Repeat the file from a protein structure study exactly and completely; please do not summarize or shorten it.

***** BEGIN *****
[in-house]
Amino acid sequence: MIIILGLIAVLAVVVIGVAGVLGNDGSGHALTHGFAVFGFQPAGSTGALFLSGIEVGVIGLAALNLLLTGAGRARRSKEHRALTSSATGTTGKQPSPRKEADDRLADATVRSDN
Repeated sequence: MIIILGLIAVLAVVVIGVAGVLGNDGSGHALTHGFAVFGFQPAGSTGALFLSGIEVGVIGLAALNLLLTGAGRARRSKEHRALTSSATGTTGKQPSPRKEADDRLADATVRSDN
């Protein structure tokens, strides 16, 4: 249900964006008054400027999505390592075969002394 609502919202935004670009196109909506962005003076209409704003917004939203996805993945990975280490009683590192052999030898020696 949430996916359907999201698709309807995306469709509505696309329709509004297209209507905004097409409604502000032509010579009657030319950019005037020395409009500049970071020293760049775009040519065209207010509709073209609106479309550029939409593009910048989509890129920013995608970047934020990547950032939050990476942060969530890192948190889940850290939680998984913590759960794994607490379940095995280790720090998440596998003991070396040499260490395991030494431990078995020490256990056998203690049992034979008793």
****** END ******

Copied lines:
[in-house]
Amino acid sequence: MIIILGLIAVLAVVVIGVAGVLGNDGSGHALTHGFAVFGFQPAGSTGALFLSGIEVGVIGLAALNLLLTGAGRARRSKEHRALTSSATGTTGKQPSPRKEADDRLADATVRSDN
Repeated sequence: MIIILGLIAVLAVVVIGVAGVLGNDGSGHALTHGFAVFGFQPAGSTGALFLSGIEVGVIGLAALNLLLTGAGRARRSKEHRALTSSATGTTGKQPSPRKEADDRLADATVRSDN
């Protein structure tokens, strides 16, 4: 249900964006008054400027999505390592075969002394 609502919202935004670009196109909506962005003076209409704003917004939203996805993945990975280490009683590192052999030898020696 949430996916359907999201698709309807995306469709509505696309329709509004297209209507905004097409409604502000032509010579009657030319950019005037020395409009500049970071020293760049775009040519065209207010509709073209609106479309550029939409593009910048989509890129920013995608970047934020990547950032939050990476942060969530890192948190889940850290939680998984913590759960794994607490379940095995280790720090998440596998003991070396040499260490395991030494431990078995020490256990056998203690049992034979008793």